Sex and Glee

November 12, 2011

I’m pretty liberal about what’s on TV, but I agree with this article, generally.  Does every teenager on TV have to be having sex?  Every single one?  And every one have to be in and out of relationships all the time?  Because really, that’s not realistic.

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4 Responses to “Sex and Glee”

  1. LB said

    I agree somewhat.

    I think they shouldn’t expect much from Ryan Murphy of Nip/Tuck, considering the depravity that went on in that show…. Glee is probably like preschool-appropriate after Nip/Tuck.

    That said, if their depiction of high school was more realistic: i.e. studying and daydreaming about relationships more than having them, would that make an interesting show? At least Glee does show some of the consequences of teen sex (pregnancy).

    For me, the force driving me to have teen sex was not TV/movies, but pushy boyfriends. I guess though if there was more abstinence on TV, I would have felt more secure saying no.

    • It’s not so much the “driving kids to have sex” thing (I agree kids aren’t quite that easily influenced) that annoys me so much as the unrealism that EVERY kid is having sex. I think the statistics are (and have been for years) that about 50% of high schoolers have had sex.

      You’re totally right though that the show needs the unrealism to entertain.

  2. Deb Warren said

    I always said I wouldnt’ censor my children’s television or movie watching. Then I had them. I started rationalising what I would let them watch based on what ‘they would understand’. For instance, I won’t take my now 7 year old to see something like an adult drama movie or allow her to watch say, Game of Thrones. Too much for her to try to understand, and honestly? Too graphic. I also won’t let her see any of the horror flicks like the Saw series or anything like that. Scooby Doo is scary enough for her right now.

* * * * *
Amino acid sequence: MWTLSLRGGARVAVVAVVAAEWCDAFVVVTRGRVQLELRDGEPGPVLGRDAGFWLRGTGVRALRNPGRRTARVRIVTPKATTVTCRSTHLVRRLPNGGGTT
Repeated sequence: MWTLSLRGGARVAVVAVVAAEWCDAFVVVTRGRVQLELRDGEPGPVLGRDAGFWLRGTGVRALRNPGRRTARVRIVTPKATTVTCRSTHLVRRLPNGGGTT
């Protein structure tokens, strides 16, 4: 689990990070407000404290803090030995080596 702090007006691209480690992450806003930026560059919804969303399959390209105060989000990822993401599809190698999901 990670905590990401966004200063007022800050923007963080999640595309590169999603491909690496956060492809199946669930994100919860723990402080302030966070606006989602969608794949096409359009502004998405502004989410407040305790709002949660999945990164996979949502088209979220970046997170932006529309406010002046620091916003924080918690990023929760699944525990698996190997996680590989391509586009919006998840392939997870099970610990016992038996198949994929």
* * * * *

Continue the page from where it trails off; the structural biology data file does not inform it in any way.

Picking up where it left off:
Now, she really isn’t interested in a lot of the stuff on TV. She’s still quite a cartoon fan. We DO watch Once Upon a Time on Sundays, but we do that together and she spends some moments with her face hidden behind a pillow. We explain anything she asks about in fairy tale logic. The tv always goes off immediately after (not into Desperate Housewives).

    I think I would have to say, as she gets older, I would continue to monitor her frame of mind and determine the type of things she exposes herself to. We tend to explain things a lot, and when we explain why we do something she seems to be receptive.

    • Yeah, I’ve found that the girls just aren’t interested in a lot of what I watch, so censoring isn’t an issue. They do like music and dancing a lot, besides cartoons. When they show interest, I’d probably let them watch just about anything, but I’d see it with them…

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